Sometimes I struggle a bit with this great day for I sometimes feel as though I’m celebrating a birthday of someone or rather something I don’t know that well. Yet though that’s where this sermon began, I’m thankful that as my words today will show, it’s not where I end up.
So why the struggle?
It’s something about that feeling of being excluded.
Often we human beings are good at finding ways to divide ourselves. It’s understandable enough I suppose, we’re all different with different gifts and abilities. No use trying to say we’re the same when we are not.
Yet it doesn’t take much for that recognition of different gifts to soon become a means of separating or dividing us from each other.
That can be about ability – “He is good at football and I’m not.”
“he’s good at maths and I’m not.”
But also about things “They have a new car and we don’t”
Keeping up with the Jones’ is a seductive and exhausting business.
Comparing ourselves with another is often the root of division and we do it because we don’t like to stand out from the crowd, we like to belong to the club.
There’s nothing wrong with that really, we need a bit of mutual support, but the trouble comes when that difference becomes a means to divide, to exclude, to make another feel as though they’re missing something, not quite got what it takes.
St. Paul writes of this divisive nature in some of his letters, in particular he reflects on the life of the Holy Spirit in the church.
On the one hand he recognises the diversity of gifts but importantly writes that these do not make you better than anyone.
In one memorable passage he relates that difference to the parts of our body. He graphically makes the point that a hand cannot function in isolation, it needs to be attached to something.
So he says in words as relevant for us, as when first written ‘there are varieties of gifts but the same spirit.’
And yet, and yet we keep falling into the same traps for the Holy Spirit has and still it used as a means to separate and divide a means to authenticate, give you a proper faith.
Which reflects in some way my struggle with today.
In my old diocese, during my curacy and beyond I often felt like a fish out of water. My colleagues all spoke of the Holy Spirit and apparently experienced it in ways completely alien to me.
So I often felt a bit left out and excluded, I still sometimes do.
I’m guessing that Paul had the same problem as me, that there were some amongst the followers of Christ who had no idea what some of the others were on about, quite literally when it came to speaking in tongues.
He had to remind them that their experience and their diverse gifts were given by the same life giving spirit.
I, we, sometimes need to hear that afresh, for today we give thanks for how in some way we’ve all been caught up in its life giving breath. For to speak of the Holy Spirit is to speak about life. Just think of those words some of you will have said thousands of times in the creed ‘We believe in the Holy Spirit- The giver of life’.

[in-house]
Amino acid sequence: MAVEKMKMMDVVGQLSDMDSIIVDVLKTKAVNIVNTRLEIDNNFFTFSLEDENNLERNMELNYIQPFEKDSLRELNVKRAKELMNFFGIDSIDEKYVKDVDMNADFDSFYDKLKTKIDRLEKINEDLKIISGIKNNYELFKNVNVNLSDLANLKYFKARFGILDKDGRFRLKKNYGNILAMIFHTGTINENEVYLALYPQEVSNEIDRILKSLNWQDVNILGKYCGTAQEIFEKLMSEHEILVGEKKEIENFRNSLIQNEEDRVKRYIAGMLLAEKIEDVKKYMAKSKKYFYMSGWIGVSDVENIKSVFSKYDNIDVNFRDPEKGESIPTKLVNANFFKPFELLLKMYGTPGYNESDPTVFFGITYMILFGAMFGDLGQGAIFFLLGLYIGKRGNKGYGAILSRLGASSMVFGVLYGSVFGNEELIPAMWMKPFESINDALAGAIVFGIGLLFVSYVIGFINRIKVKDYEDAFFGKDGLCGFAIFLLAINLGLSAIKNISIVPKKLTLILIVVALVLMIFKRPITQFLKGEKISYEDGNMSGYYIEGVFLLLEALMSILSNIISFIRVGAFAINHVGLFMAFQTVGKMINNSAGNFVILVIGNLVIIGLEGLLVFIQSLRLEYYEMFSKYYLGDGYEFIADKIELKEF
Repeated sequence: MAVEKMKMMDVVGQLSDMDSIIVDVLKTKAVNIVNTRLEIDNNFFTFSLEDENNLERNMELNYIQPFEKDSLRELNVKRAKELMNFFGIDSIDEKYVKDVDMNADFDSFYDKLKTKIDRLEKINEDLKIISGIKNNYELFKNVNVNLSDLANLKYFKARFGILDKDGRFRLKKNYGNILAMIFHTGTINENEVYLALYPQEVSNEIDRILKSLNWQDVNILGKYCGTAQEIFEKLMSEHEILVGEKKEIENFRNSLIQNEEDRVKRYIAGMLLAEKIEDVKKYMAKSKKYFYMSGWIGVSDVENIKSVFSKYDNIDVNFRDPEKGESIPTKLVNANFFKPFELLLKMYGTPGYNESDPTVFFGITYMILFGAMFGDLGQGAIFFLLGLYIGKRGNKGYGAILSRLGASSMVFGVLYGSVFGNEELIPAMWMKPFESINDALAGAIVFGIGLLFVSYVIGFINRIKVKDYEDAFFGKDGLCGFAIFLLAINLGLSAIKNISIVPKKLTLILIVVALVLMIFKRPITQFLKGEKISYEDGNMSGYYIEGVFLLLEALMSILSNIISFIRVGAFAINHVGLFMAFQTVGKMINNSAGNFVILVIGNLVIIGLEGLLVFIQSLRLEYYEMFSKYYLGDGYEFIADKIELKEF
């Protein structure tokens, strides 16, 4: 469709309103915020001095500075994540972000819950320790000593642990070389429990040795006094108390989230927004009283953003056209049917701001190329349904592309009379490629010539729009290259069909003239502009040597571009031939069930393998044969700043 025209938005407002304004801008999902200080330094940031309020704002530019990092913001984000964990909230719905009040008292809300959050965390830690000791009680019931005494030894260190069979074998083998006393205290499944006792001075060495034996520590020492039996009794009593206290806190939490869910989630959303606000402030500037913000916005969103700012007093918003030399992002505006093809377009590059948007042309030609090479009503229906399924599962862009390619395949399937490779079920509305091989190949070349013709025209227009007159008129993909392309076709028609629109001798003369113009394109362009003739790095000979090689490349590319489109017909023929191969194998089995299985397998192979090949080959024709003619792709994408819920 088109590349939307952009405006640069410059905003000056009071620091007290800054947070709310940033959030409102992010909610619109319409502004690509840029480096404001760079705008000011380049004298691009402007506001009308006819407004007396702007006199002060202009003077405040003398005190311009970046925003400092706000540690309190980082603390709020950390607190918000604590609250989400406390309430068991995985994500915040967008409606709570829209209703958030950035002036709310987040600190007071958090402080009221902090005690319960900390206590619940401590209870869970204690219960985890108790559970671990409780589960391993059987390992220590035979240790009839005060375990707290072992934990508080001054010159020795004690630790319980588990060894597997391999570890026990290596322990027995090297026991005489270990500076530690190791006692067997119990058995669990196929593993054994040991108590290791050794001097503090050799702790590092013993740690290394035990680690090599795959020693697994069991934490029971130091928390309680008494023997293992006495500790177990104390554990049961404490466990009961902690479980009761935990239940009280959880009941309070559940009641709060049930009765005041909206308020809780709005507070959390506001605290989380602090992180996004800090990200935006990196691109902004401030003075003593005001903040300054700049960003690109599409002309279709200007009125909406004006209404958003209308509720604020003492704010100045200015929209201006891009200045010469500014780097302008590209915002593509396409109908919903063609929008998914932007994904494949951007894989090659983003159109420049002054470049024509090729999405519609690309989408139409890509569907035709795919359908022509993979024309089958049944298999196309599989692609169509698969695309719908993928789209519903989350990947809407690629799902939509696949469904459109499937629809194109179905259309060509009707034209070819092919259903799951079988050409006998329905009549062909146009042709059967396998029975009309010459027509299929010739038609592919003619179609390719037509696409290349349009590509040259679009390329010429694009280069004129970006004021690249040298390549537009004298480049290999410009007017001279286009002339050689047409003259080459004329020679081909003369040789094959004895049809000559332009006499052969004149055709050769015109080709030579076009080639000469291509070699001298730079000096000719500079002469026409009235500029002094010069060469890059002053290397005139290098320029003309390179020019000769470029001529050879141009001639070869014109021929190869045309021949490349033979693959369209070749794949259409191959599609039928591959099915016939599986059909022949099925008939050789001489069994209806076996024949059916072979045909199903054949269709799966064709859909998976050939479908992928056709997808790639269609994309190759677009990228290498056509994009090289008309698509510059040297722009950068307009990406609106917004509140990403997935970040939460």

For me that goes to the heart of how we should understand the work of the Holy Spirit, that it gives life , animates all things whether you’re aware of it or not.
Animates the child in the womb, the artist at the easel, the writer at his desk, the chef at the worktop, the sewer with their needle, the preacher staring at the blank screen, animates the dry bones in the valley we heard of in Ezekiel.
I began with the idea that I find Pentecost difficult because I feel as though I’ve missed something, that is probably more a statement about me and my narrow ideas for the Holy Spirit, is so much more than I can ever grasp.
Of course the Holy Spirit can be made known in power, in those what we might call the Big Pentecost moments.
But the Holy Spirit is also at work in the ordinary stuff of life and each one of us knows something of the Little Pentecosts that we sometimes have, those little insights glimpses of the life of and love God at work in each other and in the world.
Think also about what we are doing this morning. We take bread and wine, ordinary things and ask the Holy Spirit to make them extraordinary. ‘Send your Holy Spirit that these gifts of your creation may be to us the body and blood of Christ’ as one of our Eucharistic Prayers puts it.
The Holy Spirit acts to inject the life of Christ into bread and wine, so that we might take his life into ours.
So to return to my beginning the life giving Holy Spirit cannot ever be about division, only life.
As we heard with great power it animated the first followers of Jesus, sent them out to the nations of the world. We are caught up in that movement still in our own way here, bringing the life of Christ to the world.
There is then much to celebrate then on this day of Pentecost when we celebrate the life of the Holy Spirit in the church and in each other.
And we celebrate knowing there is more to come. What we don’t know, like the wind as St John wrote ‘the spirit blows where it chooses’ but we can be sure the spirit is about breathing new life into us again and again, animating, changing and sustaining us.
At any decent birthday party there is always a cake and atop of the cake sit candles. Alas no cake today but we do have candles and at the end of our service we shall light them and in words unites ourselves with that first Pentecost, reminding us that through our lives, as they did we take Christ’s light and life into the world.
Thanks be to God for his life giving Holy Spirit. May that Holy Spirit, our souls inspire.